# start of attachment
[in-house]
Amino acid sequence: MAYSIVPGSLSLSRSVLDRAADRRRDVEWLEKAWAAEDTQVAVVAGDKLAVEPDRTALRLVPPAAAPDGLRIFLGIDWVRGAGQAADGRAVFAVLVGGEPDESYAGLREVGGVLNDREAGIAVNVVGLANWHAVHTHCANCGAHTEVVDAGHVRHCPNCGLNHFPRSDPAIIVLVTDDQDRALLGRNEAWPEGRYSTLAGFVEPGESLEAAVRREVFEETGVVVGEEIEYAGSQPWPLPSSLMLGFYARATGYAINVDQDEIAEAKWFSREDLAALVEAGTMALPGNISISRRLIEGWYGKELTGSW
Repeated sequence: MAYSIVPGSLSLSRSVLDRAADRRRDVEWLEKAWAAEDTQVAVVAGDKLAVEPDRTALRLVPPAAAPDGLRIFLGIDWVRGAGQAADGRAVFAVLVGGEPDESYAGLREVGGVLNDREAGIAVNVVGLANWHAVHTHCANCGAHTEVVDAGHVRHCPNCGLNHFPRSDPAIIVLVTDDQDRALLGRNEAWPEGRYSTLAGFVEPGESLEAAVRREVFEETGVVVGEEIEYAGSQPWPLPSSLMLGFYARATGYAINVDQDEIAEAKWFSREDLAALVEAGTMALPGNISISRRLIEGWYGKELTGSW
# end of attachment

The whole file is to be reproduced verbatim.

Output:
[in-house]
Amino acid sequence: MAYSIVPGSLSLSRSVLDRAADRRRDVEWLEKAWAAEDTQVAVVAGDKLAVEPDRTALRLVPPAAAPDGLRIFLGIDWVRGAGQAADGRAVFAVLVGGEPDESYAGLREVGGVLNDREAGIAVNVVGLANWHAVHTHCANCGAHTEVVDAGHVRHCPNCGLNHFPRSDPAIIVLVTDDQDRALLGRNEAWPEGRYSTLAGFVEPGESLEAAVRREVFEETGVVVGEEIEYAGSQPWPLPSSLMLGFYARATGYAINVDQDEIAEAKWFSREDLAALVEAGTMALPGNISISRRLIEGWYGKELTGSW
Repeated sequence: MAYSIVPGSLSLSRSVLDRAADRRRDVEWLEKAWAAEDTQVAVVAGDKLAVEPDRTALRLVPPAAAPDGLRIFLGIDWVRGAGQAADGRAVFAVLVGGEPDESYAGLREVGGVLNDREAGIAVNVVGLANWHAVHTHCANCGAHTEVVDAGHVRHCPNCGLNHFPRSDPAIIVLVTDDQDRALLGRNEAWPEGRYSTLAGFVEPGESLEAAVRREVFEETGVVVGEEIEYAGSQPWPLPSSLMLGFYARATGYAINVDQDEIAEAKWFSREDLAALVEAGTMALPGNISISRRLIEGWYGKELTGSW